RMT driver wins Employment Tribunal - Judge takes less than 5 minutes to hand down unfair dismissal judgement.

  RMT – Never on our knees!


An RMT member on the Bakerloo Line was dismissed for gross misconduct last year after a battle lasting nearly a year. The case was a stitch-up by management from beginning to end, with a non-safety related staff error presented as gross misconduct and numerous other alleged Code of Conduct charges invented in order to beef up a feeble CDI brief.

Unrequested PNR
Luis Vigo, a driver based at Queen’s Park, briefly left his train at Queen’s Park in order to top up his water bottle at the water point on the platform. He failed to fully secure his train; however, the water point is literally 10 feet from the cab and another train operator was standing there waiting for his own train, so there was no danger to anyone on the train.
Incredibly, the manager who investigated this incident decided that this amounted to gross misconduct. Interestingly, this was the same manager who Luis had previously raised a Bullying and Harassment claim against so, arguably, should not have been put in charge of the investigation. The final CDI brief this manager compiled also included a further four charges relating to Luis’s alleged failure to co- operate with the investigation and to unprofessional and obstructive behaviour.

Sham CDI
The CDI hearing took place last May, 6 months after the incident, and was a complete sham.
One of the CDI panellists was the TOM from the other Bakerloo depot, Elephant & Castle. It was pointed out to the panel that LU’s own policy states that unrequested PNRs and failing to properly shut down a train are both non-safety related staff errors and hence not gross misconduct. The other charges relating to Luis’s alleged behaviours were attacked for having little evidential support. In fact, Luis and his rep even provided witness statements
from staff who supported Luis’s version of a heated argument which took place between him and an aggressive DRM on the night of the incident.
Despite the obvious frailty of the whole case and in the face of strong evidence in Luis’s defence, the panel decided to uphold five of the six charges against Luis and summarily dismissed him. The only way to explain this perverse
and completely unjust decision is to accept that it must have been made long before the CDI took place. This travesty represents yet another low point in the recent history of LU management.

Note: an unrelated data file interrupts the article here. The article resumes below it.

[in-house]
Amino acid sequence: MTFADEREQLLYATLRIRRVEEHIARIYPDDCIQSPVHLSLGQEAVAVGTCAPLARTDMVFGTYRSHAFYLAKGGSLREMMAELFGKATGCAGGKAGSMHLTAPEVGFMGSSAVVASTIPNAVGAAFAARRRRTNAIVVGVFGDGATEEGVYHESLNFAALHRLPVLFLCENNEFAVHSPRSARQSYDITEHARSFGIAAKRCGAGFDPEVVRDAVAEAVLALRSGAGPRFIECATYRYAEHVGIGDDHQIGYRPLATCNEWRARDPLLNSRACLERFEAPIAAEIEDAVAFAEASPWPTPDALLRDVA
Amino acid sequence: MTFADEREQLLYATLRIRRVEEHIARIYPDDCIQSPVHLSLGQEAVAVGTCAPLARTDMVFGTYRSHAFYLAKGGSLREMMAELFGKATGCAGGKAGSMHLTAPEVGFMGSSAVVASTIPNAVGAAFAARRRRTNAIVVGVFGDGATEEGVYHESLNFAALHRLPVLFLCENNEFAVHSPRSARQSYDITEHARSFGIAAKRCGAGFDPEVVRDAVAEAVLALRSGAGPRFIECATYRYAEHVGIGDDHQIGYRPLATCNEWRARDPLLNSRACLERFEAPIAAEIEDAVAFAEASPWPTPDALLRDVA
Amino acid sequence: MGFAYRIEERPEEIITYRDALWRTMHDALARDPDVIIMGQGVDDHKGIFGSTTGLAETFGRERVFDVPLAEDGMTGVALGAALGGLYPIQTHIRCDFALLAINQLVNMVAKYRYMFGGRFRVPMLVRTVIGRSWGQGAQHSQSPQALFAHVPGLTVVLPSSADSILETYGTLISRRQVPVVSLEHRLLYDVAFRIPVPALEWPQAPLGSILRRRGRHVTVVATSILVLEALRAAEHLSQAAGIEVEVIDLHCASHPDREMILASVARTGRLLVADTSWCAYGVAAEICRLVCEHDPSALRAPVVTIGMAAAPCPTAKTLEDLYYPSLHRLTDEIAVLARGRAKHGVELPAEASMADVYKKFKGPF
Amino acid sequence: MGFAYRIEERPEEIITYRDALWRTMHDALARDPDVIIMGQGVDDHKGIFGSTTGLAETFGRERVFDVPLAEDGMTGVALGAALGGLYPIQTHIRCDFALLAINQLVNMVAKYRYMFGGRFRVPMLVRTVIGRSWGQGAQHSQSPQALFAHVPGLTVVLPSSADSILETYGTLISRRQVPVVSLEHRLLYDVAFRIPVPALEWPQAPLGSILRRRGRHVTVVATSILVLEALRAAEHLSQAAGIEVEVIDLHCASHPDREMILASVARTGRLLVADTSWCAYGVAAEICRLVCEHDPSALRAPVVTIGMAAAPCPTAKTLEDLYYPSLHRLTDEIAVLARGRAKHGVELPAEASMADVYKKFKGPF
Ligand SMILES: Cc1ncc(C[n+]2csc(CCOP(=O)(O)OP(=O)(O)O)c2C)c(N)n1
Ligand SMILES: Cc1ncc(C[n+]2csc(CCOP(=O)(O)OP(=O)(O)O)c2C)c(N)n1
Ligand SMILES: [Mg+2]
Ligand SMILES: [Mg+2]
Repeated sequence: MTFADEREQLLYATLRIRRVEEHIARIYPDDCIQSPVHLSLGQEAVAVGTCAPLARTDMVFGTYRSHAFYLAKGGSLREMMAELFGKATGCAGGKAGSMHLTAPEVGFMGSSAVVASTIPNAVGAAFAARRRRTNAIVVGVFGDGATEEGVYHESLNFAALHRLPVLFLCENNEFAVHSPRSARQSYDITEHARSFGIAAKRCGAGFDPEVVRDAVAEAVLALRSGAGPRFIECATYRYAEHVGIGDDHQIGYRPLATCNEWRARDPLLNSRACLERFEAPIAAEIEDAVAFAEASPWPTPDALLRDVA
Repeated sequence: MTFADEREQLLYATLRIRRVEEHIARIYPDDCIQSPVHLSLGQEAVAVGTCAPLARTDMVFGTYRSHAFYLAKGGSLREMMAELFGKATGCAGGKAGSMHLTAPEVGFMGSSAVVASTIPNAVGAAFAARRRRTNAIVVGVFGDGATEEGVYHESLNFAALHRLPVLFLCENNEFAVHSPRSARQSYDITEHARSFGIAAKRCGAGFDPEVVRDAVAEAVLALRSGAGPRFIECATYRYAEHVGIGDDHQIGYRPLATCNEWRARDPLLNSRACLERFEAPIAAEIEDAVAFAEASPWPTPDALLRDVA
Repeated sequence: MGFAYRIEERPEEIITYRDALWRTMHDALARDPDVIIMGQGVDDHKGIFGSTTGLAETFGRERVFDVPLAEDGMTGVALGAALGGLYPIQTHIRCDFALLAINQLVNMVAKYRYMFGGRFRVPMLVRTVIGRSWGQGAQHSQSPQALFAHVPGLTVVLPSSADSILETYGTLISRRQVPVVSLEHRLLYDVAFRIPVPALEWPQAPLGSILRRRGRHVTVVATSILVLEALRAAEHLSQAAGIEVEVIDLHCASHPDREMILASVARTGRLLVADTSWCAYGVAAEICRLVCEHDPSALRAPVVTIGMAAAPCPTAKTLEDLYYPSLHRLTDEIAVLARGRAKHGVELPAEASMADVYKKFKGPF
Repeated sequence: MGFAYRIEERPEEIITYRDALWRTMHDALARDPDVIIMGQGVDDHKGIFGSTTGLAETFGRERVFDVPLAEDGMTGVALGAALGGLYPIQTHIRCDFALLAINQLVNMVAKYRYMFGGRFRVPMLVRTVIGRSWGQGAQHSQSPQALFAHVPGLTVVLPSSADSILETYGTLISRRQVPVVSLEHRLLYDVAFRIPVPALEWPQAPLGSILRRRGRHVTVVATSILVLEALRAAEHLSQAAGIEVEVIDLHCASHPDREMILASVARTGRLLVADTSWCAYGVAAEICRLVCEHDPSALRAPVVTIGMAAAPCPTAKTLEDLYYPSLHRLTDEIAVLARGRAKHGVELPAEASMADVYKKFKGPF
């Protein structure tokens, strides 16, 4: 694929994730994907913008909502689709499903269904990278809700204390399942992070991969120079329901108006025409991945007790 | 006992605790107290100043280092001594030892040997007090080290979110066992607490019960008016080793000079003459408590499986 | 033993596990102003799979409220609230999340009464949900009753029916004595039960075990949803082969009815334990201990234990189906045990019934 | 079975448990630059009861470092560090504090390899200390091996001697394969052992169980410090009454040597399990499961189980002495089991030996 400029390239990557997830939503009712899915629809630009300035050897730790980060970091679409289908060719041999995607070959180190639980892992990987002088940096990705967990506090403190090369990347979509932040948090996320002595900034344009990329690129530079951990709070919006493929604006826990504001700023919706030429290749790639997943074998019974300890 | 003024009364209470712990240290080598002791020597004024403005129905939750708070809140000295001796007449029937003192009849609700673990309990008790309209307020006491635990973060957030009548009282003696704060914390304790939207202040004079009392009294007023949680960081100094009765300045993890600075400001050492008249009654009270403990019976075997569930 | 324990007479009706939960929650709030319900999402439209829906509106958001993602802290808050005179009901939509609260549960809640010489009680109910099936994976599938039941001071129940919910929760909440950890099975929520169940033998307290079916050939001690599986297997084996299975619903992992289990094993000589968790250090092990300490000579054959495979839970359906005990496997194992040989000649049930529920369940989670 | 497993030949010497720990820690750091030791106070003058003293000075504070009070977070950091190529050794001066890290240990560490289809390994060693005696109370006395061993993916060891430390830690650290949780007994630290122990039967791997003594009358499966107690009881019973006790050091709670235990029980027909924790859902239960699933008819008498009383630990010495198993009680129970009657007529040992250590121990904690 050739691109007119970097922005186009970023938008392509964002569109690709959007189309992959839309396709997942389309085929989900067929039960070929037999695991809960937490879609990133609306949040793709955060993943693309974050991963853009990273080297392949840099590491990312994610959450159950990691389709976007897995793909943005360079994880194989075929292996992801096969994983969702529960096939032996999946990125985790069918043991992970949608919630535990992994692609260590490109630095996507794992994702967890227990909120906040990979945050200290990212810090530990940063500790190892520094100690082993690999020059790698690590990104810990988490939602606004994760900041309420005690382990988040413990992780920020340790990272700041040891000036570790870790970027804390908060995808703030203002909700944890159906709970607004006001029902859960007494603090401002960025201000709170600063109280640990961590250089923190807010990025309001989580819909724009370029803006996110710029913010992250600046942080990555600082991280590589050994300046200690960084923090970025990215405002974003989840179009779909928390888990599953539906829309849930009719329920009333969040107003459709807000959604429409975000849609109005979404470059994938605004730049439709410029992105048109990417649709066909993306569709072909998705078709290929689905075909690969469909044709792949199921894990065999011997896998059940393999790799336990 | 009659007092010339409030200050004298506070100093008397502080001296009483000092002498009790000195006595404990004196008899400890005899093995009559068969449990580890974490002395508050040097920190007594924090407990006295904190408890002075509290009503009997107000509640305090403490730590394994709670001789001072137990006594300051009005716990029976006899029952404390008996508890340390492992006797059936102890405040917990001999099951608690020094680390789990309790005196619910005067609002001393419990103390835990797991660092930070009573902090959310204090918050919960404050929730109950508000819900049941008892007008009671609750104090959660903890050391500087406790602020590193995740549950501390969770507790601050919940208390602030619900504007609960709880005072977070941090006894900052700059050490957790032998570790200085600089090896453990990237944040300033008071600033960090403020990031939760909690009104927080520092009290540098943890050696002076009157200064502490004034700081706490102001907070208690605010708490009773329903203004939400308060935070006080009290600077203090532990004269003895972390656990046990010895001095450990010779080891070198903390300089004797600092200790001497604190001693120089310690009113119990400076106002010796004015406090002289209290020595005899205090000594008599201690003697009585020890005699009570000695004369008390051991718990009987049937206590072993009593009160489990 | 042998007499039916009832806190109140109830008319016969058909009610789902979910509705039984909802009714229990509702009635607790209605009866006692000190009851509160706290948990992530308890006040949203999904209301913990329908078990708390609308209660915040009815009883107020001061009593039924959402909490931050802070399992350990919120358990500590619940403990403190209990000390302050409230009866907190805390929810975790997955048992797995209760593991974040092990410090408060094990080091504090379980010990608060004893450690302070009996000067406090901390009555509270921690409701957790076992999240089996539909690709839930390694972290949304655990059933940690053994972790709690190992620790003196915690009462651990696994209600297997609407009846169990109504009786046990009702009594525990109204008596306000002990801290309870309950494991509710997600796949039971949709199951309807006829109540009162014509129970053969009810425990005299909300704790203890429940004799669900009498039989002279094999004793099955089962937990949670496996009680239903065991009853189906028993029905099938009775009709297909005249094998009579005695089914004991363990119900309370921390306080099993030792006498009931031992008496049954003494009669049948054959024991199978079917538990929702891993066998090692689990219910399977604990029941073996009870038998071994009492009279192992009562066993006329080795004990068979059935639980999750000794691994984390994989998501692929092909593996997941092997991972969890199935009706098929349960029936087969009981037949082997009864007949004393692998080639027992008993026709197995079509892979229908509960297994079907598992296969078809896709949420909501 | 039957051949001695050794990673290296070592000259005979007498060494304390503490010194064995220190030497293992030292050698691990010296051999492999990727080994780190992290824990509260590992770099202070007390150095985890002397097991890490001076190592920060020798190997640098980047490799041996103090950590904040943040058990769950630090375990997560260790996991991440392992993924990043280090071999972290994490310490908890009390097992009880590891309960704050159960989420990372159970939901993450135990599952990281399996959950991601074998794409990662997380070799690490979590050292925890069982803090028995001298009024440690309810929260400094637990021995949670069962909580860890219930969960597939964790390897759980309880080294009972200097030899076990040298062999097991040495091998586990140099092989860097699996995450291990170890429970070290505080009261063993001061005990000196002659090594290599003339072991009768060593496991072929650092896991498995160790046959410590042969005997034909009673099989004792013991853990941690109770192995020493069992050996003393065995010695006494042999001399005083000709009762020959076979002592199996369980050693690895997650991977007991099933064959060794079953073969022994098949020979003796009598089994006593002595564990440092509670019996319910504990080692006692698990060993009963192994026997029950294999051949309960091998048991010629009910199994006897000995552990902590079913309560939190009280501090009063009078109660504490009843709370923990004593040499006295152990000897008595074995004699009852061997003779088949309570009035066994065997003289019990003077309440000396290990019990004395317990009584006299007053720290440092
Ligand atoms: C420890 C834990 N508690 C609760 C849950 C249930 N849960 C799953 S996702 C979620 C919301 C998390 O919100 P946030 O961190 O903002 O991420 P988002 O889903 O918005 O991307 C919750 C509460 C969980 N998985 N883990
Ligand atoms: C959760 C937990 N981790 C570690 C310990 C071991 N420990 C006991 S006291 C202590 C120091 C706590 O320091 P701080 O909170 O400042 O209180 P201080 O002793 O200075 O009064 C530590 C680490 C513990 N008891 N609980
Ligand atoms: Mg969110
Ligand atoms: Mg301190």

CDI Appeal – More of the Same
At the appeal hearing with the Bakerloo Performance Manager (who has since left the company), further evidence was provided, including photographs of the area around the water point, to totally destroy the false and frankly ridiculous argument that passengers had been put in mortal danger by Luis’s actions.
 Luis Vigo - sacked for a 30-second PNR at Queen’s Park!

Prior to the appeal hearing, Luis’s rep asked for a telephone recording and CCTV images which could determine the truth concerning the argument between Luis and the DRM on the night of the incident. These relevant pieces of evidence were ‘not available’.

On the final day of the ET hearing, the judge declared that he didn’t even need to adjourn as he had already reached a decision: Luis had been unfairly dismissed (though he was 15% to blame by not correctly shutting down his train).
 It’s a fair bet they would have been ‘available’ and in the CDI pack had they proved Luis’s guilt.
Unsurprisingly, the Performance Manager completely ignored the heavy weight of evidence in Luis’s favour and upheld the original decision to sack him.
Throughout the CDI and appeal, Luis openly admitted what he had done on the platform and accepted his errors in not calling Service Control to request a PNR and in failing to fully shut down his train. However, what none of us are prepared to tolerate these attacks on our members

This is not just about what has happened to Luis Vigo. His case is merely the latest in a developing and alarming trend:
 The London Bridge 3, one of whom was sacked for trying to get a fare evader to pay a fare
 Danny Davies, the Central Line driver originally sacked for failing to see a collapsed passenger on the platform on an atrocious CCTV image
 a driver sent to CDI for gross misconduct after a station overrun
 a driver sacked after passing (yes, you read that right – passing) a D&A test
How much more of this are we going to tolerate? What is the point of all our agreements, policies and procedures if LU managers are simply going to ignore them and sack anyone they take a dislike to?

Action Now!
It’s surely time to respond to these attacks on our members by balloting for strike action and action short of a strike to show the company that we are prepared to defend all our agreements and that fairness and justice must form the basis of all our industrial relations, especially in disciplinary matters. Frankly, enough is enough!
During the course of the hearing, it had become clear that the charges relating to Luis’s behaviour were unsustainable. This left the first two charges, but these rested on the preposterous claim by management that passengers on the train were at significant risk while Luis was at the water point. The judge, however, ruled that the level of risk was in fact vanishingly small, to the point of non-existence. In other words, LU’s case
rested on nothing.

What Next?
A Remedy Hearing has been set for 15th May. Luis remains out of work and it is not clear whether LU will reinstate him, even if the judge recommends this outcome. In view of this, and recognising this scandalous abuse of the disciplinary process by LUL we need to respond.